Lotanna Ezeike is the CEO and cofounder of invoicing service XPO, which aims to help content creators.
XPO raised more than $1 million in seed funding before officially launching its product.
Ezeike shares the pitch deck he is using to lure investors and explains why bright colors and emojis helped his presentation.
More than 50 million content creators have to wait 120 days to be paid by the brands they work with, said Lotanna Ezeike. His company, XPO, is trying to shorten that period to 24 hours.
XPO is an invoicing service that seeks to be the intermediary between creators and brands. Once a creator submits an invoice to XPO, the company confirms its legitimacy with the brand, collects the earnings, and distributes the money.
XPO officially launches to the public on August 2 but already raised more than $1 million in a seed round led by investment firm Blue Wire Capital. What's more, it's on track to close the round at $1.6 million in September, Ezeike said. This comes as the creator economy, which counts 50 million people globally, continues to grow, according to a report by venture capital firm SignalFire.
Ezeike, 23, and Tomi Aiyeola, 24, started the business in 2019. XPO is beta testing its product with 250 creators and, so far, has worked with companies like Adidas, Depop, Fenty Beauty, and Nike.
"We have no cases of brands not paying," Ezeike said, noting that XPO has a waiting list of more than 2,000 people. "We only work with blue-chip brands who are under-written and credit checked."
Ezeike shared XPO's pitch deck and explained how they organized the slides, engaged investors with succinct points, and appropriately used emojis. Sensitive information has been redacted.
The first slide sets the tone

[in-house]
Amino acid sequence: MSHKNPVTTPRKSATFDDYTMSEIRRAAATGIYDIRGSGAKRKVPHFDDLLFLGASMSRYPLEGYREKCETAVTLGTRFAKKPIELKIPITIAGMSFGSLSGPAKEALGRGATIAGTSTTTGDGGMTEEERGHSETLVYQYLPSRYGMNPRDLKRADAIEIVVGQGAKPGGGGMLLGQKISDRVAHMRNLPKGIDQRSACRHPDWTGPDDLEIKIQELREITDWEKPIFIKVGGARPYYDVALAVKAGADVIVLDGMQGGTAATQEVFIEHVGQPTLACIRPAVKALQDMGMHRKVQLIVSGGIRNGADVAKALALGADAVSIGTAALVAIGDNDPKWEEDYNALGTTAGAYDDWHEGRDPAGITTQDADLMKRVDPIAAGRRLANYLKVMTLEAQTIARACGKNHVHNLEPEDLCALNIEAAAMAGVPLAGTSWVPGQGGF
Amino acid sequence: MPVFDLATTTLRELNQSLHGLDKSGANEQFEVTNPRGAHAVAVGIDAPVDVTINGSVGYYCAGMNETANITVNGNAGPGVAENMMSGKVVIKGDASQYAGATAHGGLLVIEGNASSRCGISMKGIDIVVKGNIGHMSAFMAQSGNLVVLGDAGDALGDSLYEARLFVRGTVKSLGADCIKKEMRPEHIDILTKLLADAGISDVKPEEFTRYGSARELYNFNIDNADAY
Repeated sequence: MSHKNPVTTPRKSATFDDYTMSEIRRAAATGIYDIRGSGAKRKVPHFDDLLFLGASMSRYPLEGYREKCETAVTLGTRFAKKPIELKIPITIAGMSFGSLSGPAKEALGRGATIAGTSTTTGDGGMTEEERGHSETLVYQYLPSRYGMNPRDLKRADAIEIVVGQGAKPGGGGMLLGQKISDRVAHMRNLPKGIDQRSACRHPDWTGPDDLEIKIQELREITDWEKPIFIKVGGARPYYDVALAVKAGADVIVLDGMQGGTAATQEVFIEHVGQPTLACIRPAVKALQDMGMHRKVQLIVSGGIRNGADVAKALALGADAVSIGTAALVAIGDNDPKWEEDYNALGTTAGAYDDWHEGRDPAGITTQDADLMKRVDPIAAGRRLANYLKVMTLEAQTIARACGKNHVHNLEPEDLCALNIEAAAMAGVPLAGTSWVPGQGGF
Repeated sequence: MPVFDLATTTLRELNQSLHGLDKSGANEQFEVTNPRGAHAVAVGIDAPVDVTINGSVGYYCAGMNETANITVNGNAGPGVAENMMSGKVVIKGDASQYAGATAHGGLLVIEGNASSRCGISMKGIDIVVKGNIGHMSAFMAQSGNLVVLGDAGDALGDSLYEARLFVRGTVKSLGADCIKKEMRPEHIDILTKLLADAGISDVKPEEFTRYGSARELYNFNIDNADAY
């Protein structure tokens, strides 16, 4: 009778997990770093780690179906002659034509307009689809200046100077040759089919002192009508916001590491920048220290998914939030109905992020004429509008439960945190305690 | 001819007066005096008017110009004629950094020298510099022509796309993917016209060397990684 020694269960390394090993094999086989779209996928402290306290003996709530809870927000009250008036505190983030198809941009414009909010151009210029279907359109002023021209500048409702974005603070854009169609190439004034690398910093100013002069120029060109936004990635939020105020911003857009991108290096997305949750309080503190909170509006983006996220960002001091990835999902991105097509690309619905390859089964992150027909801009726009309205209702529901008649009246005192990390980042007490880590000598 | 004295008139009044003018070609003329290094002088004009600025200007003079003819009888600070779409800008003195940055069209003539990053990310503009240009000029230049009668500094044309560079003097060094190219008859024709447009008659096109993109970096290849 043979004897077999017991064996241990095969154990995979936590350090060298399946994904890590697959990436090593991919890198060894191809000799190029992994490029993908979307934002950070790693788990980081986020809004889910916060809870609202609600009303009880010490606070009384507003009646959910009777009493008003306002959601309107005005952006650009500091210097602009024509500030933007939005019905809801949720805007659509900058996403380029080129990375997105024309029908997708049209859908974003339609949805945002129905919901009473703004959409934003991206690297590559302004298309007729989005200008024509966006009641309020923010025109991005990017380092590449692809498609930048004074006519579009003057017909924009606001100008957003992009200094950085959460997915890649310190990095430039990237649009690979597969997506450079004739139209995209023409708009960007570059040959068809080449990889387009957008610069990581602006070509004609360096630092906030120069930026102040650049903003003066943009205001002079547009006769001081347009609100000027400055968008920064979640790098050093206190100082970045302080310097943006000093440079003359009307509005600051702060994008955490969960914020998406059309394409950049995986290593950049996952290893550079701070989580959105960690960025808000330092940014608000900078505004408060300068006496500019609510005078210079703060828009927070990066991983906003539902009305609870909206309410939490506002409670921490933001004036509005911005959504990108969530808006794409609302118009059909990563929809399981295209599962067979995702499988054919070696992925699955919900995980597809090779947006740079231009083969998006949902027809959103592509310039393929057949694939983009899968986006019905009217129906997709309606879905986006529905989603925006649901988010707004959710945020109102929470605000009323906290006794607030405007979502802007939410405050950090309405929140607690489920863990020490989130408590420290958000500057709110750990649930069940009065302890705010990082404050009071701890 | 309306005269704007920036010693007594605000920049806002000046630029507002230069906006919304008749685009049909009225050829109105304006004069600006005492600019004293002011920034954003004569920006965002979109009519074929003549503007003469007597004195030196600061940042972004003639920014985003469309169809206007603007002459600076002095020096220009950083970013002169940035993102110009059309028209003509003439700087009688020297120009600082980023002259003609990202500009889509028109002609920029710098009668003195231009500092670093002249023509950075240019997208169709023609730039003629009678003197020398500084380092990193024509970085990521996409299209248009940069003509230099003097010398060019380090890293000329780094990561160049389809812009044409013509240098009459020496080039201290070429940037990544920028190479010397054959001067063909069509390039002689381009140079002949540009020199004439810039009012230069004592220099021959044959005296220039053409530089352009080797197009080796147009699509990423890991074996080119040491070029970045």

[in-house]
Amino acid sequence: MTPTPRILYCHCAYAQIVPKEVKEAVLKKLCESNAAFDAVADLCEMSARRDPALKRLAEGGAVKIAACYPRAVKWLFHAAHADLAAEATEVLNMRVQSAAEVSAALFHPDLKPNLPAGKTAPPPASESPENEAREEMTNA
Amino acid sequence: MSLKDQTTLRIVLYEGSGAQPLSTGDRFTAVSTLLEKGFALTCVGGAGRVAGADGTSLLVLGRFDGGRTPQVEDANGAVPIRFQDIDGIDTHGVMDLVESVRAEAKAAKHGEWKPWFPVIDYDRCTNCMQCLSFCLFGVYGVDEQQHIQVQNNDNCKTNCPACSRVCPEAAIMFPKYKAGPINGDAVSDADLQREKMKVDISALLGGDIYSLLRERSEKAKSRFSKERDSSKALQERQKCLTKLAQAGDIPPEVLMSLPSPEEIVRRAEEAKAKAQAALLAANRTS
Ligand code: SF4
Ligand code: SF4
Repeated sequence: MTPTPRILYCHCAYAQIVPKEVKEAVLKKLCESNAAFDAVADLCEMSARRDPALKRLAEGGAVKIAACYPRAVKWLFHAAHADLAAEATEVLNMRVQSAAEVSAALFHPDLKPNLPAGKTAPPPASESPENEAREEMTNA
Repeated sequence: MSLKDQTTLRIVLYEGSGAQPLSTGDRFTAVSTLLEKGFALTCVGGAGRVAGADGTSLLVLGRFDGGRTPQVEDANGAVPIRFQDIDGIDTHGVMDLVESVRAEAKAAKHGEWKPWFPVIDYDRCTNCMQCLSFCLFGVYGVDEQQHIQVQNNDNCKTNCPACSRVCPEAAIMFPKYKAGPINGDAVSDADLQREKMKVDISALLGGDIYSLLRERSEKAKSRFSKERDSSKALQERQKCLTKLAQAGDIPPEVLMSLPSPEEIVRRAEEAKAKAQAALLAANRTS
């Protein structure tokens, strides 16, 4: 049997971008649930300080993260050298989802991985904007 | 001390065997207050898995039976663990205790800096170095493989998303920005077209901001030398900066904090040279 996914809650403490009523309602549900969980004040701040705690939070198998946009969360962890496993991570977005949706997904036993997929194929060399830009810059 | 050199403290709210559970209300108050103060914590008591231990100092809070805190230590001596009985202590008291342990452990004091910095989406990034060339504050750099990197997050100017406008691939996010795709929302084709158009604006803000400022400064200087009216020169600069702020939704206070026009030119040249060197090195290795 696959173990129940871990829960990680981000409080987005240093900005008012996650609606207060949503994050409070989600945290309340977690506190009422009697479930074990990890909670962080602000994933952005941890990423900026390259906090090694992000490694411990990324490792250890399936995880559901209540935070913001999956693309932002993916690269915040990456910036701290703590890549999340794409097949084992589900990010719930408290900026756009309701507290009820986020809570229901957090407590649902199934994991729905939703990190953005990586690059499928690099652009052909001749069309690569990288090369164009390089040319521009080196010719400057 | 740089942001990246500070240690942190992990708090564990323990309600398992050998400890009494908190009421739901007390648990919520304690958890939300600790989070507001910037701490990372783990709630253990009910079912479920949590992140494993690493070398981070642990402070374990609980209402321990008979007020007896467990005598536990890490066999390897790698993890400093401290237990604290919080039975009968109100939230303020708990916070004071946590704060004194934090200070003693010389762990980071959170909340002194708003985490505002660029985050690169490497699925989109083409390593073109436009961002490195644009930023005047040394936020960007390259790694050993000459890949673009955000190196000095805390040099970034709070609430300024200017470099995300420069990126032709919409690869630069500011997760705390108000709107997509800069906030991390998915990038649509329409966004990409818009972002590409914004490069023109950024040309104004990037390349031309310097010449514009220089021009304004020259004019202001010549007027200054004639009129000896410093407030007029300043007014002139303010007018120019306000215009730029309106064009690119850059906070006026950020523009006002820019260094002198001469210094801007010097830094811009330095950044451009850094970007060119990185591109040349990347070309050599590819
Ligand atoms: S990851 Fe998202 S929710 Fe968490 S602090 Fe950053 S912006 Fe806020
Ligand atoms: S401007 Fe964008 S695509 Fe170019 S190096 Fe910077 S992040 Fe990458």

The next slides describes the problem XPO wants to solve
Ezeike begins the pitch deck by explaining the problem XPO is aiming the solve, using numbers to prove his point. He chose to make this slide bright purple since similar brands opted for a navy blue. "We wanted to brighten it up a bit to show the youthfulness of it," he said.
He chose not to put too much text on the screen, because as he speaks he doesn't want to repeat what is already on the screen. "When you communicate that to an investor, they don't have to read the entire thing," he said. "They can just see: problem, 50 million, 120 days."
Then, Ezeike dives into the specifics of the problem XPO is trying to solve. The goal of this slide is to show the company did its research and gives a visual example showing why it takes so long for invoices to be paid.
"We wanted to show it in a fun way," he said. They used emojis to highlight the youthfulness of the company but chose a pie chart to show the "vicious" cycle in a succinct and simple way, Ezeike said.
Then, the slides outline XPO's solution
The slide turns bright pink as Ezeike presents his company's solution so that investors physically see a change in tone.
Next, Ezeike presents an overview of XPO's solution before diving deeper into what their product does. He also shows a mockup of what their app would look like after someone downloaded the product.
The next two slides explain their product using a diagram format, answering what happens when creators don't use XPO and how their lives change after downloading it.
In the presentation, Ezeike purposely put errors on the "before" side to show common mistakes people might make as they complete the invoice process themselves. He also uses arrows to show how disorganized the system, without XPO, can quickly become.